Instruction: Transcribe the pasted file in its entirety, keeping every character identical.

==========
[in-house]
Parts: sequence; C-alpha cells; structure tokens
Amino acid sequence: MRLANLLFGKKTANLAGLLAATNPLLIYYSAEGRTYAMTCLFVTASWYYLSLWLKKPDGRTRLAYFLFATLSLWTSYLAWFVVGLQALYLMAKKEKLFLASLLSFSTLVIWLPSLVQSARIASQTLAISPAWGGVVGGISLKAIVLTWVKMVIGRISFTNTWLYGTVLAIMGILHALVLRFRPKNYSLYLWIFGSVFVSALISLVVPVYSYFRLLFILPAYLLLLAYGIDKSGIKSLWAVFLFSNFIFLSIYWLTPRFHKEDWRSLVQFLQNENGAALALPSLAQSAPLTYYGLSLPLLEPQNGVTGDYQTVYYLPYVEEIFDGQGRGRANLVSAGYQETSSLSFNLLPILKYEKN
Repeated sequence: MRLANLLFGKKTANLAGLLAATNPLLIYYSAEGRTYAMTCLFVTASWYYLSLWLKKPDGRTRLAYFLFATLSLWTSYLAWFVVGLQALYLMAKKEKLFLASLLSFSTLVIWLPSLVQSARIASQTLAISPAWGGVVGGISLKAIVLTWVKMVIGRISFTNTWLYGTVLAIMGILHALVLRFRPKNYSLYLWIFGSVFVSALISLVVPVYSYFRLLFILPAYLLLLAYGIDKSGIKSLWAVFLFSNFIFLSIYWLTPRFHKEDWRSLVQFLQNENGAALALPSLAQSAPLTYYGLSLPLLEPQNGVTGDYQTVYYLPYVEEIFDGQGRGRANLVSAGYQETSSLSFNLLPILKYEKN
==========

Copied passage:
[in-house]
Parts: sequence; C-alpha cells; structure tokens
Amino acid sequence: MRLANLLFGKKTANLAGLLAATNPLLIYYSAEGRTYAMTCLFVTASWYYLSLWLKKPDGRTRLAYFLFATLSLWTSYLAWFVVGLQALYLMAKKEKLFLASLLSFSTLVIWLPSLVQSARIASQTLAISPAWGGVVGGISLKAIVLTWVKMVIGRISFTNTWLYGTVLAIMGILHALVLRFRPKNYSLYLWIFGSVFVSALISLVVPVYSYFRLLFILPAYLLLLAYGIDKSGIKSLWAVFLFSNFIFLSIYWLTPRFHKEDWRSLVQFLQNENGAALALPSLAQSAPLTYYGLSLPLLEPQNGVTGDYQTVYYLPYVEEIFDGQGRGRANLVSAGYQETSSLSFNLLPILKYEKN
Repeated sequence: MRLANLLFGKKTANLAGLLAATNPLLIYYSAEGRTYAMTCLFVTASWYYLSLWLKKPDGRTRLAYFLFATLSLWTSYLAWFVVGLQALYLMAKKEKLFLASLLSFSTLVIWLPSLVQSARIASQTLAISPAWGGVVGGISLKAIVLTWVKMVIGRISFTNTWLYGTVLAIMGILHALVLRFRPKNYSLYLWIFGSVFVSALISLVVPVYSYFRLLFILPAYLLLLAYGIDKSGIKSLWAVFLFSNFIFLSIYWLTPRFHKEDWRSLVQFLQNENGAALALPSLAQSAPLTYYGLSLPLLEPQNGVTGDYQTVYYLPYVEEIFDGQGRGRANLVSAGYQETSSLSFNLLPILKYEKN